Tried sev times to attach a sketch but (on my phone) does not serm to work.
So here the more cumbersome verbal picture.
Take the standard drawing/ design of a basic RMH. 2 - 3 feet along the flow duct/ bench, away from the burn site, picture a second barrel, 30 gal size?, sitting directly (with supports so it does not crush the duct(s)) atop the ducts and being heated by radiating heay from them. Has to be sealed well all round of course. Then the ducts proceed through the bench as is stsndard and exit bwo chimney.
Reason I came to this design is reading in this forum how tricky, high tech (by my definition), and potentially dangerous it is to install a bot water devise closer to or around the riser/barrel.
Logically, the air would have cooled a few feet away from the combustion chamber and, second barrel sitting on top (though insulated), would receive considerably less heat so that a float level control and pressure relief valve may be all the safety prep it needs. Barrel would have water in and outlets, and likely a pump to trandport it to its places of use.
I'll try uploading the sketch again if/when I get to a PC. Perhaps what's presented here is vlear enough for a few constructive, critical comments.
I think it's a good idea. May perhaps work best as a second bell also. Similarly I think an external copper coil, located around the exhaust duct , or on the lower outside of the first bell, would work also.
I rely on propane for my hot water, lay year I used propane for heat and hot water, but this year I've been using my match box rocket mass heater so I'm not spending money on propane as much. I have free dead hard wood and 10 acres to collect wood from, if I could make hot water and heat BOTH from wood, I would definitely convert away from relying on purchased fuels. A hot water tank like my 40 gallon unit could serve as a storage tank during winter and a heater in the summer. And could also be retained as propane fired, in case of emergency or summer or simply hotter water.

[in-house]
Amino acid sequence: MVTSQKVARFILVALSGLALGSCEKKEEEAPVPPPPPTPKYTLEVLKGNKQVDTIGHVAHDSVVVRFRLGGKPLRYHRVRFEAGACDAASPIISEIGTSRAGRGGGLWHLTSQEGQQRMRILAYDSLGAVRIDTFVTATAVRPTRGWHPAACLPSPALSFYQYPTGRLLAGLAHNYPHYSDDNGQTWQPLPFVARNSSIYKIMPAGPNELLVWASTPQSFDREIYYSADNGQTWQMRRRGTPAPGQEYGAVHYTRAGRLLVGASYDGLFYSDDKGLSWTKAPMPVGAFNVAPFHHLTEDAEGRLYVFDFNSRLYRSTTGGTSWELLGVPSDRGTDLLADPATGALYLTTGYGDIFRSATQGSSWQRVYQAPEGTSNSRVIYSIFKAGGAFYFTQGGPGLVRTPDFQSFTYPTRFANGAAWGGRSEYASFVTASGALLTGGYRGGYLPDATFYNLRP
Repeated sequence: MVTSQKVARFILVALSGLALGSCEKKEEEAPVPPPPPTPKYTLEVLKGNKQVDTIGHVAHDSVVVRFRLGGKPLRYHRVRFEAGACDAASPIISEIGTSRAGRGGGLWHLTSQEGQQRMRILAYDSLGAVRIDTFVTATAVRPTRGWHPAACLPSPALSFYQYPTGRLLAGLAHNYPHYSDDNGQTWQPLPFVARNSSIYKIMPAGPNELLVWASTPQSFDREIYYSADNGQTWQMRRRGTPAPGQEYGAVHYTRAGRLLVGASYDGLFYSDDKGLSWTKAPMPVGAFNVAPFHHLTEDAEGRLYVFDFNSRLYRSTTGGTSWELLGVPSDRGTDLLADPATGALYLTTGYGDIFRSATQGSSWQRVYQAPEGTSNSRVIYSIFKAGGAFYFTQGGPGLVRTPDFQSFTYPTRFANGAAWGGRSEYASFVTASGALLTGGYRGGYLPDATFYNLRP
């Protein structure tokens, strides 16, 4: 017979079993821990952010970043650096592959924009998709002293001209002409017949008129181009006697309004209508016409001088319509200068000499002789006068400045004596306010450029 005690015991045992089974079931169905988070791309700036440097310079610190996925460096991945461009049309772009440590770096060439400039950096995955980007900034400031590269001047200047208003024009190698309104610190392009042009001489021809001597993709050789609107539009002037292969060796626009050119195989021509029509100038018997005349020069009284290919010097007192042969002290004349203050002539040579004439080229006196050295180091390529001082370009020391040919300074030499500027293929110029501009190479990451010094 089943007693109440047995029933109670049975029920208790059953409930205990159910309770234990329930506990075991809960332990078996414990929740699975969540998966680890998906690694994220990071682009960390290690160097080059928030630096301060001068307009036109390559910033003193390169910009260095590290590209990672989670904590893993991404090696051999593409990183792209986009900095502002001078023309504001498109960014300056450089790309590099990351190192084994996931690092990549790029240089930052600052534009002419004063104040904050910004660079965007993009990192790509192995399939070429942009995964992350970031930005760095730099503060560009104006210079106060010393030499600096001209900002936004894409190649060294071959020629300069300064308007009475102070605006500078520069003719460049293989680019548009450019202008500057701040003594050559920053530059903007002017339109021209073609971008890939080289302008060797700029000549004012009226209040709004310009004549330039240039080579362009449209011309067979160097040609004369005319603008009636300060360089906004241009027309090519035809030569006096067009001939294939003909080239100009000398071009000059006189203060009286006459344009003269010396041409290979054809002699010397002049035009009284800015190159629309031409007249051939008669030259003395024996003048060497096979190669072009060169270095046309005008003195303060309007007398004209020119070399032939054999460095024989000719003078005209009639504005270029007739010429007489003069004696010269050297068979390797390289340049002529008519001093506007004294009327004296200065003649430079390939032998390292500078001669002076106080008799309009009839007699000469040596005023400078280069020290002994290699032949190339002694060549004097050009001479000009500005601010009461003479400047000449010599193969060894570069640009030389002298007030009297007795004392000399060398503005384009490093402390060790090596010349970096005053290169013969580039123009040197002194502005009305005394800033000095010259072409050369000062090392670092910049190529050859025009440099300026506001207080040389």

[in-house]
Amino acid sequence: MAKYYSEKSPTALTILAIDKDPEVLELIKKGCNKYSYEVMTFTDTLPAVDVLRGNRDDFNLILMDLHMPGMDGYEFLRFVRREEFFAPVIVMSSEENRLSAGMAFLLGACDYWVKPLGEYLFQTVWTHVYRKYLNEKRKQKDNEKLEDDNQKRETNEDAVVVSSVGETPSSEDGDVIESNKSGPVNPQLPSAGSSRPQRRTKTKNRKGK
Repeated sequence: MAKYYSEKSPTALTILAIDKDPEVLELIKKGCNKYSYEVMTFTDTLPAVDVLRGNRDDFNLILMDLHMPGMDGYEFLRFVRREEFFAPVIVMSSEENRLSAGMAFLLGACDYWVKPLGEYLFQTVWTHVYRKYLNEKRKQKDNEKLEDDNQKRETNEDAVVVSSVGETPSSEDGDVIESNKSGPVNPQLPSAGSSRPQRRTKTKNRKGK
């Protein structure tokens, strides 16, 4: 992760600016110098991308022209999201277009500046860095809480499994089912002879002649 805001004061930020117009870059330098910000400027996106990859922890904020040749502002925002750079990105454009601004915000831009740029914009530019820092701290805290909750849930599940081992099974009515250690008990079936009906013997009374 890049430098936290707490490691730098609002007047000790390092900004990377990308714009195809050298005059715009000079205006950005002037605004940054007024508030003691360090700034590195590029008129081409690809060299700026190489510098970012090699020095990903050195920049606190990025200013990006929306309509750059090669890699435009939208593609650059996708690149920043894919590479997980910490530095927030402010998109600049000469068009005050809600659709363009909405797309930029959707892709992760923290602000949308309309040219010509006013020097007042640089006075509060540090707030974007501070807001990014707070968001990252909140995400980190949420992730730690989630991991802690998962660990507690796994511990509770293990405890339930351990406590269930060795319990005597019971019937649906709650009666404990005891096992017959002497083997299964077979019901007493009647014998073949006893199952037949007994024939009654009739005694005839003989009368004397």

I've also recently discovered drain heat exchangers, which wrap around your shower drain, and instead of bringing cold water into the tank, it coils around the warm drain first slightly increasing the temperature of the water tank input. I always thought pumping fresh cold water into a huge hot water tank was silly, why not coil the cold well water around a heat source, or chimney, or drain, and then run that warmer fresh water into the hot water storage tank. 90% of hot water tanks I've ever seen have cold water inputs and burn a ton of energy trying to warm that cold fresh input water, something I never could understand when the average chimney sends 200-300 degree waste outside. Even a fresh air heat exchanger could warm the water with the warm air that leaks out of your house while fresh air comes in via displacement. There is no reason to pump cold water into a hot water tank and burn energy trying to keep it constantly warm when it could be warm or hot water being introduced into the tank reducing energy consumption by a substantial amount.
The dangers people refer to are boom squish, basically water boiling in the line causing vapour flash explosions, which could easily be avoided by using a cooler spot for the copper cool, as you mentioned. Placing the coil externally can also help tremendously in Avoiding boiling and excess heat.
Hi John, thanks for your response. I feel the same way about standard wster heaters and have long had an unsightly array of cooking anf water heating pots on my wood king. No shortage of firewood here either but getting it home and cut IS work and time and one should capitalize on that.
Are you aware of a post or two that give approximate temps for short distance from the heat riser unit? I looked at the posts using copper coil, overheating was/seemed an issue but further away would certainly be reduced as well.
He's dead Jim. Grab his tricorder. I'll get his wallet and this tiny ad:
Switching from electric heat to a rocket mass heater reduces your carbon footprint as much as parking 7 cars